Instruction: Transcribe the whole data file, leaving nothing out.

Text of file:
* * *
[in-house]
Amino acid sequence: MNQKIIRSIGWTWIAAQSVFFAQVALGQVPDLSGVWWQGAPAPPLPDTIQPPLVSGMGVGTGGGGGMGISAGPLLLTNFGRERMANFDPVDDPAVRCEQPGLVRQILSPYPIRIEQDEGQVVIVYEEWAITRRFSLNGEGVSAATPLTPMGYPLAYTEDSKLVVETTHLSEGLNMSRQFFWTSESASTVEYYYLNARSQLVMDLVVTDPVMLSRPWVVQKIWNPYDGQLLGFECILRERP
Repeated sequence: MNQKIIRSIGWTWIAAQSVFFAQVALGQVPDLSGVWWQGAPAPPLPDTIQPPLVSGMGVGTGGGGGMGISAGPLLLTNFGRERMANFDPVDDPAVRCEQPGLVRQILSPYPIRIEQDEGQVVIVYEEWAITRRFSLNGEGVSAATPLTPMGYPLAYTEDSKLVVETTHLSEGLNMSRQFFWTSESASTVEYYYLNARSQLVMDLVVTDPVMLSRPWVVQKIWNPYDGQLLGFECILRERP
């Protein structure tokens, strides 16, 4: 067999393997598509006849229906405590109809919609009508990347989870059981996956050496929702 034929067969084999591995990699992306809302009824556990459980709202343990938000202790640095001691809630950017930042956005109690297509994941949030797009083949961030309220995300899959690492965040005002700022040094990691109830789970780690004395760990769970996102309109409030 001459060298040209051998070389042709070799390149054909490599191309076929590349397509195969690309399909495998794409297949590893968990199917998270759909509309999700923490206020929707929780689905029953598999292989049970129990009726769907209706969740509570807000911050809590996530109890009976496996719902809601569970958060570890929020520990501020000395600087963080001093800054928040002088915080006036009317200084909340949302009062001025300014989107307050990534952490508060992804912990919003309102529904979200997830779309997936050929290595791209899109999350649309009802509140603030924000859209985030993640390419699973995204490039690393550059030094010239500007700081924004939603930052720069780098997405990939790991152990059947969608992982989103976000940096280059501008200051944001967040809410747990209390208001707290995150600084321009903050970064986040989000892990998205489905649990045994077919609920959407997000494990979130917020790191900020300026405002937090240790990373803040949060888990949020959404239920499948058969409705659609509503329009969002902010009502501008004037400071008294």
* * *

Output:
[in-house]
Amino acid sequence: MNQKIIRSIGWTWIAAQSVFFAQVALGQVPDLSGVWWQGAPAPPLPDTIQPPLVSGMGVGTGGGGGMGISAGPLLLTNFGRERMANFDPVDDPAVRCEQPGLVRQILSPYPIRIEQDEGQVVIVYEEWAITRRFSLNGEGVSAATPLTPMGYPLAYTEDSKLVVETTHLSEGLNMSRQFFWTSESASTVEYYYLNARSQLVMDLVVTDPVMLSRPWVVQKIWNPYDGQLLGFECILRERP
Repeated sequence: MNQKIIRSIGWTWIAAQSVFFAQVALGQVPDLSGVWWQGAPAPPLPDTIQPPLVSGMGVGTGGGGGMGISAGPLLLTNFGRERMANFDPVDDPAVRCEQPGLVRQILSPYPIRIEQDEGQVVIVYEEWAITRRFSLNGEGVSAATPLTPMGYPLAYTEDSKLVVETTHLSEGLNMSRQFFWTSESASTVEYYYLNARSQLVMDLVVTDPVMLSRPWVVQKIWNPYDGQLLGFECILRERP
């Protein structure tokens, strides 16, 4: 067999393997598509006849229906405590109809919609009508990347989870059981996956050496929702 034929067969084999591995990699992306809302009824556990459980709202343990938000202790640095001691809630950017930042956005109690297509994941949030797009083949961030309220995300899959690492965040005002700022040094990691109830789970780690004395760990769970996102309109409030 001459060298040209051998070389042709070799390149054909490599191309076929590349397509195969690309399909495998794409297949590893968990199917998270759909509309999700923490206020929707929780689905029953598999292989049970129990009726769907209706969740509570807000911050809590996530109890009976496996719902809601569970958060570890929020520990501020000395600087963080001093800054928040002088915080006036009317200084909340949302009062001025300014989107307050990534952490508060992804912990919003309102529904979200997830779309997936050929290595791209899109999350649309009802509140603030924000859209985030993640390419699973995204490039690393550059030094010239500007700081924004939603930052720069780098997405990939790991152990059947969608992982989103976000940096280059501008200051944001967040809410747990209390208001707290995150600084321009903050970064986040989000892990998205489905649990045994077919609920959407997000494990979130917020790191900020300026405002937090240790990373803040949060888990949020959404239920499948058969409705659609509503329009969002902010009502501008004037400071008294």